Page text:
The affair is hot Down Under. Reporter Wayne Smith at The Australian, has an interview with Laurie Lawrence in which  the veteran coach who is working with D'Arcy at coach Michael Bohl's Queensland programme, notes that there are no winners in the D'Arcy-Cowley saga.

"There are no winners in this," Lawrence told The Australian. "Simon Cowley is no winner. He's got a smashed face that needed to be rebuilt. And D'Arcy is no winner either. He missed the Beijing Olympics and the 2009 world swimming championships and he's got that on his record for the rest of his life.

"All he can do now is get on with his life. He made the Olympic team. A lot of other people would have given the sport away. A lot of people wouldn't have had the guts to go on. But it's a lesson to young kids to see what effect alcohol can have on your life."

"I'm happy to work with the boy," Lawrence said of D'Arcy. "And nothing would please me more than to see him get up in London and beat Michael Phelps in the 200m butterfly."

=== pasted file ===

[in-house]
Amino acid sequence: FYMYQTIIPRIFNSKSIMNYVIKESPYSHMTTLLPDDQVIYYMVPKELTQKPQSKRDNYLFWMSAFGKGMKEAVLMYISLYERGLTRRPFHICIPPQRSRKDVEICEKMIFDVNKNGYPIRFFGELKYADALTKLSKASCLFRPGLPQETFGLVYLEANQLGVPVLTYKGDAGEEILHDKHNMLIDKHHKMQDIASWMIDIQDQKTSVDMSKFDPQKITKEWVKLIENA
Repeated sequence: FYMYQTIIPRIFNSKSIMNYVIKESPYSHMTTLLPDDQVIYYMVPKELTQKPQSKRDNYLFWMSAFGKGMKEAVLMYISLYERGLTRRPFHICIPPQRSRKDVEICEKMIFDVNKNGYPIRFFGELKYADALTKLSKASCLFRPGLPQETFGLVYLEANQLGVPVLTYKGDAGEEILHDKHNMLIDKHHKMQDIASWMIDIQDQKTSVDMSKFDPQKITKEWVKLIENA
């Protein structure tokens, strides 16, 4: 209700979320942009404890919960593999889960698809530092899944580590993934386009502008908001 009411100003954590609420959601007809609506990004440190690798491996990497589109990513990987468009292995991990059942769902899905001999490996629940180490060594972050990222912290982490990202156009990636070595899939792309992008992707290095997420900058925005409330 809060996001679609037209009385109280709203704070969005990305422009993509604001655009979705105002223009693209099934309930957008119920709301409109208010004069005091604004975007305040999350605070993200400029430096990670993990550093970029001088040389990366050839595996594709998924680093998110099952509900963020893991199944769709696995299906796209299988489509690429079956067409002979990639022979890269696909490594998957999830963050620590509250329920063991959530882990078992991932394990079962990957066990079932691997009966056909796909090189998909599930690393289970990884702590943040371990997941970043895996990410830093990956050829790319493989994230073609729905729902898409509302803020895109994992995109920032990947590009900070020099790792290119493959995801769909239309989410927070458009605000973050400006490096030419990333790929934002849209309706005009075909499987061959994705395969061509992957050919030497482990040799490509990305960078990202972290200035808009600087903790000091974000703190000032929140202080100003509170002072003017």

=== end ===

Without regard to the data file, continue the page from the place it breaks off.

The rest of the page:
Those helping D'Arcy are using the swimmer's prospects of winning a medal for Australia as the greater cause. "You can't afford to be sidetracked," Bohl tells Smith. "Nick is a contender for a medal but he is up against a formidable rival in Phelps. I think a lot of people have made up their minds about him already,'' he said. "He's not going to win everyone over in the popularity stakes. But the Olympics are not about popularity. They're about pitting the best against the best."

They are also about Olympism, the Olympic Charter including the likes of:

  • to encourage and support the promotion of ethics and good governance in sport as  well as education of youth through sport and to dedicate its efforts to ensuring that, in sport, the spirit of fair play prevails and violence is banned;
  • to take action against any form of discrimination and violence in sport;
  • to be eligible for participation in the Olympic Games, a competitor, coach, trainer must… respect the spirit of fair play and non violence, and behave accordingly

D'Arcy was dropped from the 2008 Olympic team and has paid a high price for what he did in terms of missing his first chance to represent a country. Doping cheats get a second chance (though many wish they wouldn't) so it would be deelpy unfair for D'Arcy to be barred from the Olympic pool forever, some believe.